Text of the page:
A Seabird Mystery is Solved on Kent Island
Researchers on New Brunswick’s Kent Island have wondered for decades where the island’s breeding Leach’s storm-petrels disappear to for days-long stretches of time. Not knowing the birds’ foraging destination has limited conservationists’ ability to advocate for protections for the small, long-lived seabirds, whose numbers are in decline on Kent Island and around the world.
This summer, a Canadian organization outfitted Kent Island petrels with more than a dozen tiny backpacks carrying GPS devices. With help from her students, Patty Jones, director of the Bowdoin Scientific Station on Kent Island, selected which petrels would wear the packs, and assisted in attaching them.
After two weeks, Jones and the students collected packs from eleven of the birds that returned, mailing the tiny cargo back to Laura Tranquilla of Bird Studies Canada for analysis.
Tranquilla’s findings back up data from a previous study conducted in 2013 and 2014 on Leach’s storm-petrels in the Northwest Atlantic by a researcher with Environment and Climate Change Canada.
“They fly from Kent Island all the way down, past Brunswick, to Cape Cod to find food,” Jones explained. She has written about the GPS-aided discoveries on her blog. “The trip takes them three or four days, then they return to Kent Island and trade out with their mate who was sitting on their egg in their little burrow in the ground, so that their mate can head out and find food.”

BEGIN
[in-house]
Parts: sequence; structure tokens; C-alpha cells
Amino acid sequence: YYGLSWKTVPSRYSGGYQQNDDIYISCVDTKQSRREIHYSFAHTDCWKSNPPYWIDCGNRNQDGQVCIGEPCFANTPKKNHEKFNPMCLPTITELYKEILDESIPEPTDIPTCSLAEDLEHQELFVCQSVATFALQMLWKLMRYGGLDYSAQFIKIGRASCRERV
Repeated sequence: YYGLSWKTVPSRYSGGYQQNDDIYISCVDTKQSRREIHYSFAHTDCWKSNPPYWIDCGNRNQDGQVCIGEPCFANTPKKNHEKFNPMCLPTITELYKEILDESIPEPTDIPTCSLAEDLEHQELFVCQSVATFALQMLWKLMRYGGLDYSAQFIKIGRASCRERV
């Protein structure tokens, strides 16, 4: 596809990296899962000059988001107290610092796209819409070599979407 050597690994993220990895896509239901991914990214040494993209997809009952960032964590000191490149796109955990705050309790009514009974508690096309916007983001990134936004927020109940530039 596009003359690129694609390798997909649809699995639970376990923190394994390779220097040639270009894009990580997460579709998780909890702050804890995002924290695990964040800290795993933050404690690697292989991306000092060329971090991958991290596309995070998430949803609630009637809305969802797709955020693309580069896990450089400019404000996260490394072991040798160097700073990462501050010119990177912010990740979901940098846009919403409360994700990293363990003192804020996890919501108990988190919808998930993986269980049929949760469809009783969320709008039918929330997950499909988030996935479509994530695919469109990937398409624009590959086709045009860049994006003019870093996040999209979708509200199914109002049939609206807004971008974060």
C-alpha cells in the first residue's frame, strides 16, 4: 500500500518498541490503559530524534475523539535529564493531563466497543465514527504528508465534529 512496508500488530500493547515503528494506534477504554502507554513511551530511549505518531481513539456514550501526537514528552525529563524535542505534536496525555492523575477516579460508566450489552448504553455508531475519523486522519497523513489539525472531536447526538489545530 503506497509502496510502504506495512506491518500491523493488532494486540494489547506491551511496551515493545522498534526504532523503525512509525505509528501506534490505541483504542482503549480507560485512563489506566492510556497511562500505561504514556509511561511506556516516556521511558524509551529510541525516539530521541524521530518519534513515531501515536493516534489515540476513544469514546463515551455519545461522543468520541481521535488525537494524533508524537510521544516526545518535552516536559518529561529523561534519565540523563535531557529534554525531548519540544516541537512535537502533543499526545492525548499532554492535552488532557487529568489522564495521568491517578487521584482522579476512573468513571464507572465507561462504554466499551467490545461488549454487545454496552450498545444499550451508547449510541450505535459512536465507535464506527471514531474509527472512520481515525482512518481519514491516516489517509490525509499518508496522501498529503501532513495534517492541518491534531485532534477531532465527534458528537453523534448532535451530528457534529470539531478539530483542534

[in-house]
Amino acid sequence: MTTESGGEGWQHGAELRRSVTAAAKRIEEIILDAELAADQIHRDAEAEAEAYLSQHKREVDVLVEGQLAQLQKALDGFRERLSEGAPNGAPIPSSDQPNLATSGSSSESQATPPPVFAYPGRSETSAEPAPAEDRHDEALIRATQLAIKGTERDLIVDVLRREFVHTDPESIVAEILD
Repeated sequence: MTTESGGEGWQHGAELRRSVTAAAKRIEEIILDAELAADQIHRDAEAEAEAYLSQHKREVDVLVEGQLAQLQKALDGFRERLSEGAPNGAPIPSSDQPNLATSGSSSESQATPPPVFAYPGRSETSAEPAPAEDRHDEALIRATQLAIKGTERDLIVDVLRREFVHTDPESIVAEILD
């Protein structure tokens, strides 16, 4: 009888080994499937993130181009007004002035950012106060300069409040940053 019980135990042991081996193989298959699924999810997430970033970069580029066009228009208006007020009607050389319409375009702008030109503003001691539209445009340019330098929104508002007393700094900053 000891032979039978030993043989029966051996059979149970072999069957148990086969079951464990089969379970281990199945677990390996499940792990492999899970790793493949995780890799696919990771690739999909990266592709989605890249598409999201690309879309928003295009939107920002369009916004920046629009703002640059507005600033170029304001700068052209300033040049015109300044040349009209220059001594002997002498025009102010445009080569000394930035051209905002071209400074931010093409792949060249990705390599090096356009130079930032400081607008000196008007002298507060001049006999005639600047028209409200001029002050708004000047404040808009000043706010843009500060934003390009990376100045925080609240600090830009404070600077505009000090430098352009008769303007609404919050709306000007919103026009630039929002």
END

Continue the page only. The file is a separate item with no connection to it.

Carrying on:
While the majority of Canada’s storm-petrel population breeds on the Maritime islands and forages in deeper ocean waters to the east, the Kent Island population — the species’ southernmost colony — heads to the warmer, shallower waters off Cape Cod to hunt for small fish and krill.
This choice of foraging area may pose additional risks in a life already filled with dangers. Because Leach’s storm-petrels breed in underground burrows, they are easy prey for predators, like rats, weasels, cats, mink, and otters. They are also vulnerable to environmental toxins and climate change. In twenty years, Kent Island’s population has dropped thirty percent, which mirrors the overall global decline of this seabird.
The new GPS data is critical information to have to influence fishing policies or to support other efforts to protect petrels, Jones said. “It is really important for us to know where they are foraging, as rising sea temperatures and resulting declines in fish and crustacean availability are believed to be the cause of declines,” she said.” The rapidly warming waters in the Gulf of Maine — the fastest changing ocean body in the world — might be leading to a decrease in fish, or pushing petrel prey farther out to sea.
While Jones said the findings from the GPS are exciting because they fill a knowledge gap, she also pointed to another conclusion from the data. “I’ve been thinking of our little birds on this tiny island, and how these findings highlight really nicely how linked we are,” she said. “Even though we’re way out here in the Bay of Fundy, which seems really far away, we are linked by these birds. Every day there are petrels from here foraging off Brunswick and heading back up to Kent Island.”